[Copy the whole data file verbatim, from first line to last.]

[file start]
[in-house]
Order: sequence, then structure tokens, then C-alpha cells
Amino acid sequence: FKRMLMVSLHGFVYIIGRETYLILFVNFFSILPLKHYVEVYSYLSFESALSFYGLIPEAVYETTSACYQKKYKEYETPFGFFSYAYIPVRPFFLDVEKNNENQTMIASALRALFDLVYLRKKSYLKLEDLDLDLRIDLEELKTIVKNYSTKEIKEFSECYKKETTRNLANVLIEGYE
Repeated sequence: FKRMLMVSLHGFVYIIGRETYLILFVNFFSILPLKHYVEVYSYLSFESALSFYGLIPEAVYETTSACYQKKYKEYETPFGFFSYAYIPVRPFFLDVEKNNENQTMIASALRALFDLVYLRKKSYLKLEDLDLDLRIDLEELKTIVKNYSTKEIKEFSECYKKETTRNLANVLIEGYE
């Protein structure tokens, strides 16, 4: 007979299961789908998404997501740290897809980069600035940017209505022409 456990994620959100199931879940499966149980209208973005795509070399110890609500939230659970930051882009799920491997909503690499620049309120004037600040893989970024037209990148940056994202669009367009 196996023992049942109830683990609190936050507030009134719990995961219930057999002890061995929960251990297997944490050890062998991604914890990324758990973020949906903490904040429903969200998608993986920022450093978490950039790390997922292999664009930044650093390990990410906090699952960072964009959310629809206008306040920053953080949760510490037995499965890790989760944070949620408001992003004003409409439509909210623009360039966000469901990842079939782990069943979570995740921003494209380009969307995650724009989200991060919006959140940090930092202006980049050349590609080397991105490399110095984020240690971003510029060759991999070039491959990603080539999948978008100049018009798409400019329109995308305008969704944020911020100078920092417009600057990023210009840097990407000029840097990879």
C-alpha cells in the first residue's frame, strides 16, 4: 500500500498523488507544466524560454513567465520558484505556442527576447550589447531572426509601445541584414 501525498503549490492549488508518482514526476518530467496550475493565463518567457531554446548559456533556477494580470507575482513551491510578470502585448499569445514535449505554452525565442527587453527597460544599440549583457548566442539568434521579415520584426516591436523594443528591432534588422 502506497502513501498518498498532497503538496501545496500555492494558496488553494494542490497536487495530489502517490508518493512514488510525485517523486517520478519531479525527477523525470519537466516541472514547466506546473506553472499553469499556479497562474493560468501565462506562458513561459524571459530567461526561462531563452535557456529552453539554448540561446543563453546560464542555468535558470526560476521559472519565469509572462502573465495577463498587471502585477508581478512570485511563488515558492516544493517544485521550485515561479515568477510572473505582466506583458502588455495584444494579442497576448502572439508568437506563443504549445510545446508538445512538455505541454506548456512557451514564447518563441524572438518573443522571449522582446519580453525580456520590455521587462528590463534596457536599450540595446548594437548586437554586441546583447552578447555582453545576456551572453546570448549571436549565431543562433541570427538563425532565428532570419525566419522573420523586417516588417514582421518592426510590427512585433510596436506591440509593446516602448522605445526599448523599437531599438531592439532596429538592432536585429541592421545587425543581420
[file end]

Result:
[in-house]
Order: sequence, then structure tokens, then C-alpha cells
Amino acid sequence: FKRMLMVSLHGFVYIIGRETYLILFVNFFSILPLKHYVEVYSYLSFESALSFYGLIPEAVYETTSACYQKKYKEYETPFGFFSYAYIPVRPFFLDVEKNNENQTMIASALRALFDLVYLRKKSYLKLEDLDLDLRIDLEELKTIVKNYSTKEIKEFSECYKKETTRNLANVLIEGYE
Repeated sequence: FKRMLMVSLHGFVYIIGRETYLILFVNFFSILPLKHYVEVYSYLSFESALSFYGLIPEAVYETTSACYQKKYKEYETPFGFFSYAYIPVRPFFLDVEKNNENQTMIASALRALFDLVYLRKKSYLKLEDLDLDLRIDLEELKTIVKNYSTKEIKEFSECYKKETTRNLANVLIEGYE
């Protein structure tokens, strides 16, 4: 007979299961789908998404997501740290897809980069600035940017209505022409 456990994620959100199931879940499966149980209208973005795509070399110890609500939230659970930051882009799920491997909503690499620049309120004037600040893989970024037209990148940056994202669009367009 196996023992049942109830683990609190936050507030009134719990995961219930057999002890061995929960251990297997944490050890062998991604914890990324758990973020949906903490904040429903969200998608993986920022450093978490950039790390997922292999664009930044650093390990990410906090699952960072964009959310629809206008306040920053953080949760510490037995499965890790989760944070949620408001992003004003409409439509909210623009360039966000469901990842079939782990069943979570995740921003494209380009969307995650724009989200991060919006959140940090930092202006980049050349590609080397991105490399110095984020240690971003510029060759991999070039491959990603080539999948978008100049018009798409400019329109995308305008969704944020911020100078920092417009600057990023210009840097990407000029840097990879």
C-alpha cells in the first residue's frame, strides 16, 4: 500500500498523488507544466524560454513567465520558484505556442527576447550589447531572426509601445541584414 501525498503549490492549488508518482514526476518530467496550475493565463518567457531554446548559456533556477494580470507575482513551491510578470502585448499569445514535449505554452525565442527587453527597460544599440549583457548566442539568434521579415520584426516591436523594443528591432534588422 502506497502513501498518498498532497503538496501545496500555492494558496488553494494542490497536487495530489502517490508518493512514488510525485517523486517520478519531479525527477523525470519537466516541472514547466506546473506553472499553469499556479497562474493560468501565462506562458513561459524571459530567461526561462531563452535557456529552453539554448540561446543563453546560464542555468535558470526560476521559472519565469509572462502573465495577463498587471502585477508581478512570485511563488515558492516544493517544485521550485515561479515568477510572473505582466506583458502588455495584444494579442497576448502572439508568437506563443504549445510545446508538445512538455505541454506548456512557451514564447518563441524572438518573443522571449522582446519580453525580456520590455521587462528590463534596457536599450540595446548594437548586437554586441546583447552578447555582453545576456551572453546570448549571436549565431543562433541570427538563425532565428532570419525566419522573420523586417516588417514582421518592426510590427512585433510596436506591440509593446516602448522605445526599448523599437531599438531592439532596429538592432536585429541592421545587425543581420